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There lived in a town called Khadur a Sikh named Jodha who used to repeat God's name while

[1. It is stated in several Sikh works that Mardana's body was cremated.

2 The recipe for the preparation of karâh parshâd, or Sikh sacred food, will be given in the life of Guru Gobind Singh, vol. v.

3. Gyân Ralanâwali.

4. Bihâgre ki Wâr.]

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the rest of the inhabitants worshipped Durga. Their priest was a man called Lahina. One day when Jodha was repeating Guru Nanak's Japji, Lahina heard him and inquired whose composition it was. Jodha duly informed him, and they became intimate. On being introduced to the Guru, Lahina told his name, upon which the Guru said, 'Thy lahina is here, where else can it be found?' In the Panjabi language the word lahina means to take or receive, and, the Guru meant, 'What thou desirest to receive--salvation-is here, and nowhere else.' After some spiritual instruction from the lips of the Guru, Lahina threw away the tinkling bells he wore on his hands and feet to dance before the goddess, and began to repeat God's name. He made it a practice afterwards to perform menial service for the Guru.[1]

It is said that Lahina in a vision saw a female in a red dress shampooing the Guru. Lahina asked her who she was. She replied that she was Durga, and that she came once a week to do service for the Guru. On this Lahina became convinced of the divine mission of Guru Nanak.

A Jogi went to visit the Guru and congratulate him on the large number of converts he had made. The Guru replied that he had few real Sikhs, as the Jogi himself would see. The Guru and the Jogi determined to proceed into the forest and there make trial of the Sikh converts who accompanied them in numbers. For this purpose the Guru assumed a terrible guise. He put on dirty, tattered clothes, took a knife in his hand, and proceeded with some hunting dogs into the forest, ostensibly in quest of game. On this several of his Sikhs fled. It was on that occasion the Guru composed the following:--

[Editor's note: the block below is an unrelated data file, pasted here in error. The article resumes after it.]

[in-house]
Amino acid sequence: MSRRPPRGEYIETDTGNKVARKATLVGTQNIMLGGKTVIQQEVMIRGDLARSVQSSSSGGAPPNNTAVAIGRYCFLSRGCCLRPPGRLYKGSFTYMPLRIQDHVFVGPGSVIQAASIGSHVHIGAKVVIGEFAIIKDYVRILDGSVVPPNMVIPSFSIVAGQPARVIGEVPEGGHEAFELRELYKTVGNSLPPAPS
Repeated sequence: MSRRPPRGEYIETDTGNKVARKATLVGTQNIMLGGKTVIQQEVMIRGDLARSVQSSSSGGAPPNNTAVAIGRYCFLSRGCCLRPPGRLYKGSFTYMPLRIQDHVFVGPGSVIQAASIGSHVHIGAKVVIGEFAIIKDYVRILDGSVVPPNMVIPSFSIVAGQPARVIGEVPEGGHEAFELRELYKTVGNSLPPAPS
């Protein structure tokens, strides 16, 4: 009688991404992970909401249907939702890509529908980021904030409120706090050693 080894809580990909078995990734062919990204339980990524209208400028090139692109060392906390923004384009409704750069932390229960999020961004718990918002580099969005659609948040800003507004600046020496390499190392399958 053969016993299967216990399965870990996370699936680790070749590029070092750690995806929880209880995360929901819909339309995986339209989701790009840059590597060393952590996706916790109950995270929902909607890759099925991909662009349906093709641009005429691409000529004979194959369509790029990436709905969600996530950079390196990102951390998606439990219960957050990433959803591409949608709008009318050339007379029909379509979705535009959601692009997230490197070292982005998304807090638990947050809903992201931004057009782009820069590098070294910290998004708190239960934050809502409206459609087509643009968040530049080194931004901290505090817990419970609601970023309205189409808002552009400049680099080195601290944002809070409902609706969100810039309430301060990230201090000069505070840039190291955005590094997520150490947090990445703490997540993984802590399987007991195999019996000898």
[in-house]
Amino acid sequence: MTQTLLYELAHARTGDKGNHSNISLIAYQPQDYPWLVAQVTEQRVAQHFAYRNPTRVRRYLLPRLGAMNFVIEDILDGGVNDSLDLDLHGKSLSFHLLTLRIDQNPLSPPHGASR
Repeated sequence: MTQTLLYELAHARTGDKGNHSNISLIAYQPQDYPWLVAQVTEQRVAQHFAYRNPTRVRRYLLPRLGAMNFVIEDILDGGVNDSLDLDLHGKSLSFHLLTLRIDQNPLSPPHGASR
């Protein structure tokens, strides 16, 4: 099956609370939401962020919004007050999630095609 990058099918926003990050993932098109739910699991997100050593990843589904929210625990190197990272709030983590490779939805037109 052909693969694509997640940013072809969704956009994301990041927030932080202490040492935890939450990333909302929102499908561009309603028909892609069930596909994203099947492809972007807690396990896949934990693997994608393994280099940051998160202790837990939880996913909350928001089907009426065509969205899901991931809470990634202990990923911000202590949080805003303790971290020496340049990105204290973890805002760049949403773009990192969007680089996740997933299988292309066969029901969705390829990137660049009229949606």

[1. A fuller account of Jodha's influence on Lahina will be given in the Life of Guru Angad, Vol. II.]

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I have a dog[1] and two bitches[2] with me;
Every morning they bark at the wind.[3]
Falsehood is my hunting-knife and carrion its handle.
O Creator, I remain in the guise of a huntsman;
I do not follow my Master's counsel or do His work.
I appear deformed and terrible.
Thy Name alone saveth the world;
It is my support; to obtain it is my desire.
I utter calumny day and night;
I am base and worthless; I covet my neighbour's house.
Lust and anger, which are pariahs, dwell in my heart.
O Creator, I remain in the guise of a huntsman
In saint's dress I meditate to entrap others.
I am a cheat in a country of cheats.[4]
I deem myself very clever, and bear a great load of sin.
O Creator, I remain in the guise of a huntsman.
Ungrateful that I was, I did not appreciate what Thou didst for me.
How can I, who am wicked and dishonest, show my face?
Humble Nanak expresseth his thoughts-
O Creator, I remain in the guise of a huntsman.[5]

As the party proceeded they found the road covered with copper coins. Some Sikhs took them up and departed. Further on were found silver coins. Several Sikhs took up the silver coins and returned home. As the Guru's party proceeded further, they saw gold coins on the road. Several of the remaining Sikhs took up the gold coins and quickly vanished. Only the Jogi, two Sikhs, and the Guru's attendant Lahina now remained.

On proceeding further they found a funeral pyre. Near the corpse were four lighted lamps. A sheet was stretched over it as it lay on the ground and emitted an offensive smell. The Guru said, 'Let

[1. Avarice.

2 Desire and covetousness.

3 The line means that desire and covetousness call in vain to the saint.

4. Also translated--I am a cheat and cheat the country.

5. Sri Râg.]